PETALING JAYA: All the fuss over the halal certification of Auntie Anne's "pretzel dog" will negate Malaysia's status as a moderate nation, says Tan Sri Rafidah Aziz (pic).
The former cabinet minister is the latest to weigh in on the controversy and has expressed her anger at those who only sought to paint the country in a negative light.
"We are supposed to be a moderate Muslim nation. With such decisions, we have negated that and now appear to be a nation governed in some spheres, by people with horse blinkers on," she wrote in a Facebook posting on Thursday.
Rafidah questioned if some people had gone "doggone loco (crazy)" for trying to change the name of a popular Western snack.
"We are not eating dogs. That is a Western snack food. We cannot take the liberty to change the names of other people's food!" she said, referring to the Malaysian Islamic Development Department's (Jakim) decision to reject Auntie Anne's application for halal status, purportedly over the word "dog" in one of its food items.
The veteran politician pointed out that if this incident was the standard to go by, then "halal food vigilantes" should hunt down all types of food that are named after forbidden animals.
"Cucur badak (hippo fritters), badak berendam (wallowing hippo), kacang kuda (horse nuts), tahi itek (duck excreta)... and where and how do we classify the 'offensive' sweets such as lompat tikam (jump and stab..murderous) or putri bersiram (Princess bathing... obscene!)," she said sarcastically.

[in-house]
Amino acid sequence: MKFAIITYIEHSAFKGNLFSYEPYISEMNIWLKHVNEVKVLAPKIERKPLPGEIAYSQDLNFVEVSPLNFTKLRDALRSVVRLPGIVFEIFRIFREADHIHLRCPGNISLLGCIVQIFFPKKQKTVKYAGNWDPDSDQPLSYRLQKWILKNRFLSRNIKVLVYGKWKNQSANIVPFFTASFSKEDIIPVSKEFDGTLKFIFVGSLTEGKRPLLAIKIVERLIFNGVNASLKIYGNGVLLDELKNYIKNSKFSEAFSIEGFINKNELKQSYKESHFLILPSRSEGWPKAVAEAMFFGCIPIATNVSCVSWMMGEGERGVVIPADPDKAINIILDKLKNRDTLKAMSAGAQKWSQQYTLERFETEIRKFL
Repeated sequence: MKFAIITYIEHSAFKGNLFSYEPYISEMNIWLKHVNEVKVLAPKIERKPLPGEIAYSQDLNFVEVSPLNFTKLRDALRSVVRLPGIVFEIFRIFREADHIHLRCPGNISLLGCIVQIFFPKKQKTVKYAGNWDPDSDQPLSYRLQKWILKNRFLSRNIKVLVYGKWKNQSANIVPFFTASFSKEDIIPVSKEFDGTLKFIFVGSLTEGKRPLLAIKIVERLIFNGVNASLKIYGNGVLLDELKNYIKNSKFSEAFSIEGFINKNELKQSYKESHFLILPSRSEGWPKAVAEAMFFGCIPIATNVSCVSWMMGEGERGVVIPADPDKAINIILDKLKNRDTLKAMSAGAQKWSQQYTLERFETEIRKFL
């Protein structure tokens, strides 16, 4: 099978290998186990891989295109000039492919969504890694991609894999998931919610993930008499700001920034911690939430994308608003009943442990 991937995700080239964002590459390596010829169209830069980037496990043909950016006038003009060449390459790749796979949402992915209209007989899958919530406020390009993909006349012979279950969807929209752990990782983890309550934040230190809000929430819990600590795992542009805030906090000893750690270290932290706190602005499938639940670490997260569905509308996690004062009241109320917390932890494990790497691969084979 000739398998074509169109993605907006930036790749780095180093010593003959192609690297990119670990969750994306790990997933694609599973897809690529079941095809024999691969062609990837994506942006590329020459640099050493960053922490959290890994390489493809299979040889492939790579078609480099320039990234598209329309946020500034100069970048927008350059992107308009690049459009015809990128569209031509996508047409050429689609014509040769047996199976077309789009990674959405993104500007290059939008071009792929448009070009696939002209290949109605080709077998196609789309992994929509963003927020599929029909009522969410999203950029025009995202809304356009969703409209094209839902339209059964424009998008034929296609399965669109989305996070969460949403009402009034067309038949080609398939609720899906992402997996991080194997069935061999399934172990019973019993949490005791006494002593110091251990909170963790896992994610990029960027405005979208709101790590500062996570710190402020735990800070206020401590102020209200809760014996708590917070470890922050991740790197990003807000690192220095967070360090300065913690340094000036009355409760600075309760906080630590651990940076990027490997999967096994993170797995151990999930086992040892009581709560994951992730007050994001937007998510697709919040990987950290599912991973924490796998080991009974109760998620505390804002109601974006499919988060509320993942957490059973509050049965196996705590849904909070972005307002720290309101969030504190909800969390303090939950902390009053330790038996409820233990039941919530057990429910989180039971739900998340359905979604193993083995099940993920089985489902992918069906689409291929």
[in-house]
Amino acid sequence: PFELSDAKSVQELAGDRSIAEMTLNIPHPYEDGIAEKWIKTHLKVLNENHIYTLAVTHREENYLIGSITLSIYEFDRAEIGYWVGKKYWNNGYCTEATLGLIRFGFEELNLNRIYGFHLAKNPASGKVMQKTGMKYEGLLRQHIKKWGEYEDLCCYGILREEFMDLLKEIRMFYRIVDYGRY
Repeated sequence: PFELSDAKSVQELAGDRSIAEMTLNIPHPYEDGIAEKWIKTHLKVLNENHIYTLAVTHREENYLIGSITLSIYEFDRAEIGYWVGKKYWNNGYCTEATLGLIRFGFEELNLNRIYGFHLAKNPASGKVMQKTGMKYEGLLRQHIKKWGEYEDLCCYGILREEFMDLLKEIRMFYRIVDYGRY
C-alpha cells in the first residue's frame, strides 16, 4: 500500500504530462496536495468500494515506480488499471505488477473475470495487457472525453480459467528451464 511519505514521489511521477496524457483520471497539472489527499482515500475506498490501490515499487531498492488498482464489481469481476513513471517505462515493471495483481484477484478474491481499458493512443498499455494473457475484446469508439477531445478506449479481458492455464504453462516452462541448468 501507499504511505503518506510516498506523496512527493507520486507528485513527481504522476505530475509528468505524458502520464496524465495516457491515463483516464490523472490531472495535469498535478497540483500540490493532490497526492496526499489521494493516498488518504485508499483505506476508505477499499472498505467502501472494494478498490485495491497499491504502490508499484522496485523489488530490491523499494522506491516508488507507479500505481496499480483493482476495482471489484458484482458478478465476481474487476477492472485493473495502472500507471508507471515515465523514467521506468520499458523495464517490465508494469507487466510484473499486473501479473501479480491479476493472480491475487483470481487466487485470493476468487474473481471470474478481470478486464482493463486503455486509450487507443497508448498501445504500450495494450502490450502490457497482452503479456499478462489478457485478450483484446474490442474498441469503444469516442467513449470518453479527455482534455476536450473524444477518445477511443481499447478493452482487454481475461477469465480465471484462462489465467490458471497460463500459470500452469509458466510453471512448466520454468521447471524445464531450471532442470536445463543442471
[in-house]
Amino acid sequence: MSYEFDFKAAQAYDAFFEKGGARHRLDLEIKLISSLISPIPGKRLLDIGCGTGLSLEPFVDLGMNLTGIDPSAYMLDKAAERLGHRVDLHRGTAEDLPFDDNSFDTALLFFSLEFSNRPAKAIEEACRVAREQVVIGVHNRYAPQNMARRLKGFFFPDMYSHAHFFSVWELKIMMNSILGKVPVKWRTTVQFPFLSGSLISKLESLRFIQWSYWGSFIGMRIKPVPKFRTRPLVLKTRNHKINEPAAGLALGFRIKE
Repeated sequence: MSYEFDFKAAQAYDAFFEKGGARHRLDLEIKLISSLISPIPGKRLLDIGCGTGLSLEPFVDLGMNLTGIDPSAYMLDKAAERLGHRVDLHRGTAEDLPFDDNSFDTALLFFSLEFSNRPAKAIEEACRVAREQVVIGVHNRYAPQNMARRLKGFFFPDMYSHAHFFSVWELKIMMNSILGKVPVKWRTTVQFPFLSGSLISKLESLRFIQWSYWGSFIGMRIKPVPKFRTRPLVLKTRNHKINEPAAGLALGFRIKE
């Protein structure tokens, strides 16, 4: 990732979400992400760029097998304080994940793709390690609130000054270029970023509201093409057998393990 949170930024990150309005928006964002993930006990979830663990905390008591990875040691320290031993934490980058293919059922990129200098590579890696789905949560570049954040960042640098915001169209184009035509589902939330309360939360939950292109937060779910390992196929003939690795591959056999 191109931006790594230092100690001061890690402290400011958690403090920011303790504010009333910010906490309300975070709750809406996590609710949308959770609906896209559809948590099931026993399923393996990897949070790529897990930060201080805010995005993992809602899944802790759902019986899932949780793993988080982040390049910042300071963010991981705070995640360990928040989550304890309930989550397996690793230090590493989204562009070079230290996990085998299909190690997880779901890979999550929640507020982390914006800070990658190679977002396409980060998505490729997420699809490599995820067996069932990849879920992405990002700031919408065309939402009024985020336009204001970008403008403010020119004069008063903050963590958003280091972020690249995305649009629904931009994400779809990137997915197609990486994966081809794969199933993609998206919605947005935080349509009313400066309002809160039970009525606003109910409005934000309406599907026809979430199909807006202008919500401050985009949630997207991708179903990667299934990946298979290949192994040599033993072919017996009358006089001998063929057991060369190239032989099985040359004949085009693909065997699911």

Rafidah also said that only an "odd minority" would get confused or doubt the halal status of snacks like hot dogs.
"Do we cater for that odd tiny minority? Forgetting the vast majority of Malaysians and visitors who know what hot dogs are?
"If any Muslim is in doubt of the 'halal-ness' of anything, then avoid it," she added.
On Thursday, Jakim clarified that the word "dog" was not the reason why the pretzel chain did not receive halal certification.
Its halal division director Dr Sirajuddin Suhaimee explained that the pretzel chain's application for halal certification had failed due to incomplete paperwork.
He claimed that his previous remark on Tuesday over the word "dog" should not be linked to the halal certification, adding that it was a general statement and not specific to Auntie Anne's case.
Minister in the Prime Minister's Department Datuk Seri Jamil Khir Baharom also confirmed that Jakim would meet with Auntie Anne's representatives to iron out the matter, adding that the regulating body never intended to declare hot dogs as haram (forbidden).
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